Common challenges of the Asian cities: Rapid expansion of Urbanization, public transportation, air pollution, etc...
As the world becomes more globalized, more and more people leave their village to move to the city for better economic and social opportunities. Urbanization is a result of this trend happening all over the world and nowadays with a higher speed in developing countries. In a time when majority of the human population live in urban areas, urbanization has a significant impact on our society and the way we live. Today, cities are increasingly assuming a leadership role amid the phenomenon of globalization. With the liberalization of the world’s economy, human, technological, financial and informational resources are concentrating in cities. In developing countries also, cities have increased not only in size but also in economic importance. Many cities in developing countries generate a large share of national income. For example, Shanghai, with just 1.2% of China’s population, generates over 12% of China’s GNP. Bangkok has only 10% of Thailand’s total population but contributes nearly 40% to its GDP. However despite positive factors mentioned above, rapid urbanization creates many challenges. Today there are about 1 Billion urban residents, deprived of basic amenities such as water, sanitation, housing etc… if these trends are not stabilized, by 2030 the number will increase to 2 billion. Other impacts of rapid urbanization is the effect on the environment, as human activity increases in the city, the way we use land, forest, water, and natural resources Change. Today despite only 50% of the whole population of the world living in cities, cities are already consuming more than 75% of the world’s resources. Air pollution, deforestation, and similar are some example of over consumption.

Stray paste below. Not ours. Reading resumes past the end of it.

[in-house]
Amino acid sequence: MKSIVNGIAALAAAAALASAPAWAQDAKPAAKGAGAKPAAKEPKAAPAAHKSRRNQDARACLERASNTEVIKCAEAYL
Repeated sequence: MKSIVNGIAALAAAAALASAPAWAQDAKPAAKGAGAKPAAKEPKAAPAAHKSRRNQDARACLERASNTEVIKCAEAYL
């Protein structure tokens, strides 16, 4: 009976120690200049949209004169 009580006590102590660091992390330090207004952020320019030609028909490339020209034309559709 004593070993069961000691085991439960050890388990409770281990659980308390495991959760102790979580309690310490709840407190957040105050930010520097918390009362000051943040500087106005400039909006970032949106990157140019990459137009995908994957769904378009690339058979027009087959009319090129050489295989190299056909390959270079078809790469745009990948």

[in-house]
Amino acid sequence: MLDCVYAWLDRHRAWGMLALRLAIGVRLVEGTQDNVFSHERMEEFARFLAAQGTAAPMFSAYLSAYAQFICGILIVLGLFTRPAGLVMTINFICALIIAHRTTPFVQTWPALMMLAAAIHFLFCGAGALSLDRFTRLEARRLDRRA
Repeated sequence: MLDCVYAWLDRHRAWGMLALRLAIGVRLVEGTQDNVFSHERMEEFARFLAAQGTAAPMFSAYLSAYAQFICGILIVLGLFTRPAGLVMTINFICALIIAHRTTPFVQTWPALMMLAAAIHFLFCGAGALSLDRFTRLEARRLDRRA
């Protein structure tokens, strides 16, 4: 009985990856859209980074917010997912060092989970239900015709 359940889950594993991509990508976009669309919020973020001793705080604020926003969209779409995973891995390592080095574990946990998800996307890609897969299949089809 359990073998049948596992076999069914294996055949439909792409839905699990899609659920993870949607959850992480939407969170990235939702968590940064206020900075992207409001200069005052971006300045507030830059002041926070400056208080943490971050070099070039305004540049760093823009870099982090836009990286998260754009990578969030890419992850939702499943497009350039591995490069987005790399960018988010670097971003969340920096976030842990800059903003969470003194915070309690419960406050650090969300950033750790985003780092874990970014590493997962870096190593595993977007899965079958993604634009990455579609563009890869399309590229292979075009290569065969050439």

Things are changing very rapidly. The mega-trends of globalization, information, and urbanization are accompanied by a host of other changes, each with their social, economic
and environmental consequences. Since most countries are facing with rapid urbanization, this phenomenon can no longer be ignored. Countries also feel the need to tackle with this phenomenon in a more cooperative way. Although there might not be and easy solutions however, metropolitan cities have to be prepared to engage in much more participatory processes where people and their communities are fully engaged in decisions affecting their livelihoods. Improving participatory skills, and opening the door to new innovations and creative approaches to urban problems can be common among metropolitan cities and among them cities of Asia. There are some very critical issues such as: water supply, sanitation, and water resource management; solid waste management; and air pollution. In each area, there are compelling economic, social, and environmental rationales for change. Successful efforts, however, are likely to require significant changes in urban practices and strategies.